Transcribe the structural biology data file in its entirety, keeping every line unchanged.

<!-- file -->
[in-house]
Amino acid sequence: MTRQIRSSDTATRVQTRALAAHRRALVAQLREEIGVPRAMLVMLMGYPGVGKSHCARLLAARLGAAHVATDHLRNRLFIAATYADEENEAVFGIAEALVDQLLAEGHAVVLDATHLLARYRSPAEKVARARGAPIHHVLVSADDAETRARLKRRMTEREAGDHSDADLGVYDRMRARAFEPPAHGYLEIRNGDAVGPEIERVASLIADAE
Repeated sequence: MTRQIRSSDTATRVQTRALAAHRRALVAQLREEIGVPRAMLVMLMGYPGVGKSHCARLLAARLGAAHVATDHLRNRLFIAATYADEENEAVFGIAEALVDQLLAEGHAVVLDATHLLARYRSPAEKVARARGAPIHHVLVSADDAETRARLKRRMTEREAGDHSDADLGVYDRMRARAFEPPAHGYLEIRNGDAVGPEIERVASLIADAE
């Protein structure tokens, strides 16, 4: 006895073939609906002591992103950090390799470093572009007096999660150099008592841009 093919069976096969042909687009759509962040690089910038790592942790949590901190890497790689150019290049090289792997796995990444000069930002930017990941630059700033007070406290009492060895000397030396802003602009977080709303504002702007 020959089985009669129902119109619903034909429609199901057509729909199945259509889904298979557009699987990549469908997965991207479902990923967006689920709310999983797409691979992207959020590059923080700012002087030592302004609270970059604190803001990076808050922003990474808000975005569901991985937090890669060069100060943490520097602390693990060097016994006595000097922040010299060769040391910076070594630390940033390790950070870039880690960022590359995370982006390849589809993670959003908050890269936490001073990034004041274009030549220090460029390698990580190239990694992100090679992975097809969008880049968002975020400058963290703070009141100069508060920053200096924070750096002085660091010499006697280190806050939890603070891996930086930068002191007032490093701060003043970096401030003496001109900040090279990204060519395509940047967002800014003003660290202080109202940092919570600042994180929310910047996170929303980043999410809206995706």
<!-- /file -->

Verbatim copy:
[in-house]
Amino acid sequence: MTRQIRSSDTATRVQTRALAAHRRALVAQLREEIGVPRAMLVMLMGYPGVGKSHCARLLAARLGAAHVATDHLRNRLFIAATYADEENEAVFGIAEALVDQLLAEGHAVVLDATHLLARYRSPAEKVARARGAPIHHVLVSADDAETRARLKRRMTEREAGDHSDADLGVYDRMRARAFEPPAHGYLEIRNGDAVGPEIERVASLIADAE
Repeated sequence: MTRQIRSSDTATRVQTRALAAHRRALVAQLREEIGVPRAMLVMLMGYPGVGKSHCARLLAARLGAAHVATDHLRNRLFIAATYADEENEAVFGIAEALVDQLLAEGHAVVLDATHLLARYRSPAEKVARARGAPIHHVLVSADDAETRARLKRRMTEREAGDHSDADLGVYDRMRARAFEPPAHGYLEIRNGDAVGPEIERVASLIADAE
């Protein structure tokens, strides 16, 4: 006895073939609906002591992103950090390799470093572009007096999660150099008592841009 093919069976096969042909687009759509962040690089910038790592942790949590901190890497790689150019290049090289792997796995990444000069930002930017990941630059700033007070406290009492060895000397030396802003602009977080709303504002702007 020959089985009669129902119109619903034909429609199901057509729909199945259509889904298979557009699987990549469908997965991207479902990923967006689920709310999983797409691979992207959020590059923080700012002087030592302004609270970059604190803001990076808050922003990474808000975005569901991985937090890669060069100060943490520097602390693990060097016994006595000097922040010299060769040391910076070594630390940033390790950070870039880690960022590359995370982006390849589809993670959003908050890269936490001073990034004041274009030549220090460029390698990580190239990694992100090679992975097809969008880049968002975020400058963290703070009141100069508060920053200096924070750096002085660091010499006697280190806050939890603070891996930086930068002191007032490093701060003043970096401030003496001109900040090279990204060519395509940047967002800014003003660290202080109202940092919570600042994180929310910047996170929303980043999410809206995706």